The Yellow House: Van Gogh, Gauguin, and Nine Turbulent Weeks in Arles by Martin Gayford
Recently there have been a number of books that put a small incident or tiny historical period under the microscope: Wittgenstein’s Poker, Rousseau’s Dog, and Proust at the Majestic. This volume adds to that burgeoning sub-genre. Robert Altman took a passing notice of Gauguin and Van Gogh’s connection in Theo and Vincent, and Martin Gayford amplifies it in his study of the two months at the end of 1888, when the two artists shared a residence in Provence. Their cohabitation is ended by the psychotic episodes that led to Van Gogh’s institutionalization and infamous ear amputation.

The Book of Dave by Will Self
Will Self’s reputation as a bad boy of literature seems to have abated—which has more to do with the time than any character changes in Self—but his talent has not diminished. Author of some 10 books of fiction, Self always manages to put a new sheen and twist on a dystopian view of modern life. In The Book of Dave, London cabdriver Dave Rudman is deserted by his wife and son, leaving Dave with the almost unbearable despair that his child will never know him. Thus, he fashions an odd memoir; 500 years after he buries it in his ex-wife’s backyard, it is discovered and hailed as a holy book by the surviving dwellers of Ham—what remains of a post-apocalypse London. From there Self exhibits his deftly mordant and Swiftian sensibility on all aspects of contemporary life—religion being a particular favorite target.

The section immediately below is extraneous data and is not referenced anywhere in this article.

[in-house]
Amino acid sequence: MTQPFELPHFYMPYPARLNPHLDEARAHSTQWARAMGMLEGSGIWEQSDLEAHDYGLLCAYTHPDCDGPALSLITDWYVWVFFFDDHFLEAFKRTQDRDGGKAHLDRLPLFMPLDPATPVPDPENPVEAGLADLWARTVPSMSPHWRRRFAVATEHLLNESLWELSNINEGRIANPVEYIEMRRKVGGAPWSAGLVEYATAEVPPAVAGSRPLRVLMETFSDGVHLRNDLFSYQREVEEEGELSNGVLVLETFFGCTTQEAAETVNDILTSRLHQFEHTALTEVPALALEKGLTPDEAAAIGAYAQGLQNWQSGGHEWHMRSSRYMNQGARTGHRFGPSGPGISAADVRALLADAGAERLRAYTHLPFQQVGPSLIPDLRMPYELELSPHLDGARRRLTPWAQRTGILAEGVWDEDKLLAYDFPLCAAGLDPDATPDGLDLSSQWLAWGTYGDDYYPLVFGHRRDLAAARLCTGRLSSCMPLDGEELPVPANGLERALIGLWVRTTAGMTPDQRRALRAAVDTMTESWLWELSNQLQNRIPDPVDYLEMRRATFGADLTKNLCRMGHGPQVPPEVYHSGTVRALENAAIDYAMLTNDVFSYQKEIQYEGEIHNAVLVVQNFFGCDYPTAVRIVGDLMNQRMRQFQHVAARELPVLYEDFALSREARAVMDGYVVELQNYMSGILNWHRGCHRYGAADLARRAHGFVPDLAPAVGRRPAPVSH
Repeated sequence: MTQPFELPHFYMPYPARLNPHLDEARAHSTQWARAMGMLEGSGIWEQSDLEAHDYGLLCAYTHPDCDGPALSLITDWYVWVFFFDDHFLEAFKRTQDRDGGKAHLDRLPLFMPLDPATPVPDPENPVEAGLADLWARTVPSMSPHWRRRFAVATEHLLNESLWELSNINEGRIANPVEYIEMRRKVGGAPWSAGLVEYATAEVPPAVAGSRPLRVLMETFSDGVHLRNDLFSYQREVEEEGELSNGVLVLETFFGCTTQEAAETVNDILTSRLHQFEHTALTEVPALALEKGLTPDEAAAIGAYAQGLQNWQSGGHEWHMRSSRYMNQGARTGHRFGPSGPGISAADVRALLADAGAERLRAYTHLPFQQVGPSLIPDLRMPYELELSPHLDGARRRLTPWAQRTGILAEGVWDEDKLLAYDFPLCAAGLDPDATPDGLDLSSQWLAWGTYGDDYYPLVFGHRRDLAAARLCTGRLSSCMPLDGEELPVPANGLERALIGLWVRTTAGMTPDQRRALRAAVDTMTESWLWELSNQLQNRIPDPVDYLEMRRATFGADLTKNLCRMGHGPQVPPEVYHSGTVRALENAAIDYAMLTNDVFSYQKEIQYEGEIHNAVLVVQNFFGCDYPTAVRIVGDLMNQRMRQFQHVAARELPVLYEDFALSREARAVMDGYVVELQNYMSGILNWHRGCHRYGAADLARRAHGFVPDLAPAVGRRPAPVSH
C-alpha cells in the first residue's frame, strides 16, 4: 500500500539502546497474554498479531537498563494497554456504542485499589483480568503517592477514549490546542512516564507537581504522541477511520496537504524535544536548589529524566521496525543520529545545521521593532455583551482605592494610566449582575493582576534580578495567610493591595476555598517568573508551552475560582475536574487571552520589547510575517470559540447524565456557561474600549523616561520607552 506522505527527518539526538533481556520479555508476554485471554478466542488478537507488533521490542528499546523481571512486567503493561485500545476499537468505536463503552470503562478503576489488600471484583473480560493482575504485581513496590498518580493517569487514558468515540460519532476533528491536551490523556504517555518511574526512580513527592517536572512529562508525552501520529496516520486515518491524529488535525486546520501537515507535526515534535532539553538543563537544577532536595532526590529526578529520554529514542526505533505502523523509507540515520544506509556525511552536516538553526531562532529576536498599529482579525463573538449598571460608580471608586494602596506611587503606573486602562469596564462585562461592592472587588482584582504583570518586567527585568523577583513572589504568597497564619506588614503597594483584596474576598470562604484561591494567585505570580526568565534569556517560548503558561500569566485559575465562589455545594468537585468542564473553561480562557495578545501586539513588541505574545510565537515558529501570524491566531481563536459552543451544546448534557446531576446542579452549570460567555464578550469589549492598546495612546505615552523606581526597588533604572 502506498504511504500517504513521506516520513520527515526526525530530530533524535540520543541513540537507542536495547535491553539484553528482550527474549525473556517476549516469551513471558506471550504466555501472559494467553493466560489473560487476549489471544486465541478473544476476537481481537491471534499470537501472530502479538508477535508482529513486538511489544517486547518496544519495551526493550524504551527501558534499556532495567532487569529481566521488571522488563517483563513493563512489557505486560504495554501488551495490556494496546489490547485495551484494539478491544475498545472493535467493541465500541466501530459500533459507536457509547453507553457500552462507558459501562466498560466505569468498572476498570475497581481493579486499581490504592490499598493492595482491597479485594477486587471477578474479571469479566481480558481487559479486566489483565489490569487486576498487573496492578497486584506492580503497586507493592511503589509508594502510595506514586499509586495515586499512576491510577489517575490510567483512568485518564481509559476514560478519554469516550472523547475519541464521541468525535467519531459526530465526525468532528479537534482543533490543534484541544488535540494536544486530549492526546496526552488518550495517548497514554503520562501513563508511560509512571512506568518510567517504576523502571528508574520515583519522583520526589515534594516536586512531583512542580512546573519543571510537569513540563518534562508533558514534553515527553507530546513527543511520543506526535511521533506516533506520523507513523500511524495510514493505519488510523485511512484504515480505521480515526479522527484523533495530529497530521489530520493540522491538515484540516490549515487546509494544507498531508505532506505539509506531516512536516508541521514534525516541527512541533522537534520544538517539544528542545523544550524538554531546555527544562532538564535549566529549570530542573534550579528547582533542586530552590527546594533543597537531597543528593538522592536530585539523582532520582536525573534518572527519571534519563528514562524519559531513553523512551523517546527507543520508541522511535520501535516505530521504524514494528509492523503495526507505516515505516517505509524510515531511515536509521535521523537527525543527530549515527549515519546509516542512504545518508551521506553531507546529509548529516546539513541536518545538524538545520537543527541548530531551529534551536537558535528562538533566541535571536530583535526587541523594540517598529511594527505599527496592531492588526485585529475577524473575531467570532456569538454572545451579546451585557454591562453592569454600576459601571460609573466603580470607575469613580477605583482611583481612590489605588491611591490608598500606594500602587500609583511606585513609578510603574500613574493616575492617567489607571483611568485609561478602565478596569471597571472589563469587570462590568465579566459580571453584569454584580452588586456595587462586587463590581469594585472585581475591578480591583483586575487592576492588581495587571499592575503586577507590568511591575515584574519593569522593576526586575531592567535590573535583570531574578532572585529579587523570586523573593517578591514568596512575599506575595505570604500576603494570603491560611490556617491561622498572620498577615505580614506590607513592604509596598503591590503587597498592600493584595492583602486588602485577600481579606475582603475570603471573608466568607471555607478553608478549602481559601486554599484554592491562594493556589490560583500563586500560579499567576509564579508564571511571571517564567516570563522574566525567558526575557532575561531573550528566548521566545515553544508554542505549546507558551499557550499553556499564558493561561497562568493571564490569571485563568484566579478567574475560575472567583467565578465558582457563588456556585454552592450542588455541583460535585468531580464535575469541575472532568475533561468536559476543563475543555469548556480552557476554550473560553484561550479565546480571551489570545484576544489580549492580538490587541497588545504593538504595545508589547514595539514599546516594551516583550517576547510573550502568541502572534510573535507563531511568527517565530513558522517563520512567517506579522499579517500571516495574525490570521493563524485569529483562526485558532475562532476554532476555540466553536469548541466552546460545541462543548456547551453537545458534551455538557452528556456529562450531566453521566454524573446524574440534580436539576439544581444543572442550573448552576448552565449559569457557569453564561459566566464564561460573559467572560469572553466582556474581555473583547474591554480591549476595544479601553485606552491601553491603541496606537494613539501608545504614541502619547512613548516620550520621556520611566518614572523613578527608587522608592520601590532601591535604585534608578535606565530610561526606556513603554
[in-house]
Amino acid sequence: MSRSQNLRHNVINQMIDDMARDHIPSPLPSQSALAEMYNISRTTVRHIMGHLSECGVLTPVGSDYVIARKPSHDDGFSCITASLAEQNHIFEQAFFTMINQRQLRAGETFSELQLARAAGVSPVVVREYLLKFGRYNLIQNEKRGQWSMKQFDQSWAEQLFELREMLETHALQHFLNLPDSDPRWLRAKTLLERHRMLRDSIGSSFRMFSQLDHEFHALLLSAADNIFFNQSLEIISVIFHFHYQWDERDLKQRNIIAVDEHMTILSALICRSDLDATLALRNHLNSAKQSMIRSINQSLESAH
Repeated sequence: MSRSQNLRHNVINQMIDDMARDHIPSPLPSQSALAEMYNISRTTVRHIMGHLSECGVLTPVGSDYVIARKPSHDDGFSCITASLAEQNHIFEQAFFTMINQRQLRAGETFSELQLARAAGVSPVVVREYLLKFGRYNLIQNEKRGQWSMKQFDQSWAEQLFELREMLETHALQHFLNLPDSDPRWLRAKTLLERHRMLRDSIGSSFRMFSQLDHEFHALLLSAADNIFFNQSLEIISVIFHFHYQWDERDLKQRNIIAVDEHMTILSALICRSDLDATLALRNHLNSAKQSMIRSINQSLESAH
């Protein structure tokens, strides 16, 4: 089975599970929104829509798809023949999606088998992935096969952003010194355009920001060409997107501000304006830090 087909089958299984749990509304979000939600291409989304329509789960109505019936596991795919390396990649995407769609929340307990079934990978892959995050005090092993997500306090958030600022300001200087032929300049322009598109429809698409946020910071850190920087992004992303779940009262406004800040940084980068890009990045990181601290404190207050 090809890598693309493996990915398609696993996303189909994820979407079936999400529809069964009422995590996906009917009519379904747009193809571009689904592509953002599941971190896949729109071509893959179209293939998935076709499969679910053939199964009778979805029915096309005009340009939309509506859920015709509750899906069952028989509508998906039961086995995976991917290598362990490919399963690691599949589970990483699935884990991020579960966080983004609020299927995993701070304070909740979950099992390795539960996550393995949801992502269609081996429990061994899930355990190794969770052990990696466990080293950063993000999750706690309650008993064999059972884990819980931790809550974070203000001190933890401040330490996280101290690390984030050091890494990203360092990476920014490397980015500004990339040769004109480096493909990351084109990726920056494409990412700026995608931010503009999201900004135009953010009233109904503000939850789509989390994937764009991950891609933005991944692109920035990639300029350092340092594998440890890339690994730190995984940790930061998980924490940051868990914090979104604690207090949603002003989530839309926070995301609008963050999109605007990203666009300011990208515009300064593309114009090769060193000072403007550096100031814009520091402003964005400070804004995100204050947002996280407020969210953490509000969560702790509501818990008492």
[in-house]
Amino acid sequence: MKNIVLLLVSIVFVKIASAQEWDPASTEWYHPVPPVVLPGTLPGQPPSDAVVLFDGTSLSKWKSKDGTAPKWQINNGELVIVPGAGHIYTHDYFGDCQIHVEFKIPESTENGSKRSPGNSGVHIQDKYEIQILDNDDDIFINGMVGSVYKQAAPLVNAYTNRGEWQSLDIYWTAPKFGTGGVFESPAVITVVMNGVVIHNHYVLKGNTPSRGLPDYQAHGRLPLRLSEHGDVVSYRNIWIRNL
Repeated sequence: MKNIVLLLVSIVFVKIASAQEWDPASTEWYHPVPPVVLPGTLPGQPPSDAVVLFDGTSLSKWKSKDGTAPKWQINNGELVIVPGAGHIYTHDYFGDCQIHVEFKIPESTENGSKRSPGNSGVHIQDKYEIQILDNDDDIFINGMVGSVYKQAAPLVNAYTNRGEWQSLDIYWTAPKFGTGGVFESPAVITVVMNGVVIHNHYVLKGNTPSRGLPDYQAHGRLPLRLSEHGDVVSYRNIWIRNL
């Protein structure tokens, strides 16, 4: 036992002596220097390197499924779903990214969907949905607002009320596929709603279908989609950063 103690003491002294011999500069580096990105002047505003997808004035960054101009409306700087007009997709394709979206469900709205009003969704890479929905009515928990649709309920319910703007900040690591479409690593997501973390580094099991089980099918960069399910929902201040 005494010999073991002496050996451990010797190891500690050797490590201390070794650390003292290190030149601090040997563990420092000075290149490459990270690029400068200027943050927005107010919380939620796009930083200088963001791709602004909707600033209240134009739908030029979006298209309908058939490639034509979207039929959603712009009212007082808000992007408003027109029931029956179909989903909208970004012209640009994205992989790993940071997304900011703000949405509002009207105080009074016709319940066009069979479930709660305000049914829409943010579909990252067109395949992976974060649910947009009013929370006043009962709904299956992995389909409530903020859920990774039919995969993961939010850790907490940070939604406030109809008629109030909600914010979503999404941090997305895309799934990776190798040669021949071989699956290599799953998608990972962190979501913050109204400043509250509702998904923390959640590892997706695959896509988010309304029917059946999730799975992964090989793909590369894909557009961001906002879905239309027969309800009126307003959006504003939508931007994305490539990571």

Truck: A Love Story by Michael Perry
The memoir shelves in bookstores are jam-packed with all sorts of oddball stories and variations on the theme of the obsolete Zen and the Art of Motorcycle Maintenance. What recommends journalist Michael Perry’s story—in which he restores a 1950s International Harvester truck—is his finely tuned sense of humor and a certain élan and steadfastness in his rambles between high and low culture and urban and rural peregrinations. This, Perry’s second entry into the memoir fray, is ample evidence that this is a vein he can mine indefinitely.